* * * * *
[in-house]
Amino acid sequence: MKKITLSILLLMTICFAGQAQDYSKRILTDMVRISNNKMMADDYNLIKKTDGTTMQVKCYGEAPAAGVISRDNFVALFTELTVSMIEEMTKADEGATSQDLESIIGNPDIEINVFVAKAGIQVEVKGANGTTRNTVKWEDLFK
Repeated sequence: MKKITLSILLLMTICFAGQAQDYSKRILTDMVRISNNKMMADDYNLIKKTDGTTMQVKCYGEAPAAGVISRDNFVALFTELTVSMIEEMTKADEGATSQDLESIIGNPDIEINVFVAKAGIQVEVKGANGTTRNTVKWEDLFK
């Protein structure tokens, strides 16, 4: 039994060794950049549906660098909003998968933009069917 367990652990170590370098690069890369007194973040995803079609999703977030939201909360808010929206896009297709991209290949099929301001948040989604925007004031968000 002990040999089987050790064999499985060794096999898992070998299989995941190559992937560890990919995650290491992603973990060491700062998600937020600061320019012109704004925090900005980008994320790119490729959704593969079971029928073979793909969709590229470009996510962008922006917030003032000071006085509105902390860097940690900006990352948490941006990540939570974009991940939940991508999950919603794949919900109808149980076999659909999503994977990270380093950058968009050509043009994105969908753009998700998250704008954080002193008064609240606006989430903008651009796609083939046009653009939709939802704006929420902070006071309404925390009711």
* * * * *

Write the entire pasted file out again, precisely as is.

[in-house]
Amino acid sequence: MKKITLSILLLMTICFAGQAQDYSKRILTDMVRISNNKMMADDYNLIKKTDGTTMQVKCYGEAPAAGVISRDNFVALFTELTVSMIEEMTKADEGATSQDLESIIGNPDIEINVFVAKAGIQVEVKGANGTTRNTVKWEDLFK
Repeated sequence: MKKITLSILLLMTICFAGQAQDYSKRILTDMVRISNNKMMADDYNLIKKTDGTTMQVKCYGEAPAAGVISRDNFVALFTELTVSMIEEMTKADEGATSQDLESIIGNPDIEINVFVAKAGIQVEVKGANGTTRNTVKWEDLFK
């Protein structure tokens, strides 16, 4: 039994060794950049549906660098909003998968933009069917 367990652990170590370098690069890369007194973040995803079609999703977030939201909360808010929206896009297709991209290949099929301001948040989604925007004031968000 002990040999089987050790064999499985060794096999898992070998299989995941190559992937560890990919995650290491992603973990060491700062998600937020600061320019012109704004925090900005980008994320790119490729959704593969079971029928073979793909969709590229470009996510962008922006917030003032000071006085509105902390860097940690900006990352948490941006990540939570974009991940939940991508999950919603794949919900109808149980076999659909999503994977990270380093950058968009050509043009994105969908753009998700998250704008954080002193008064609240606006989430903008651009796609083939046009653009939709939802704006929420902070006071309404925390009711």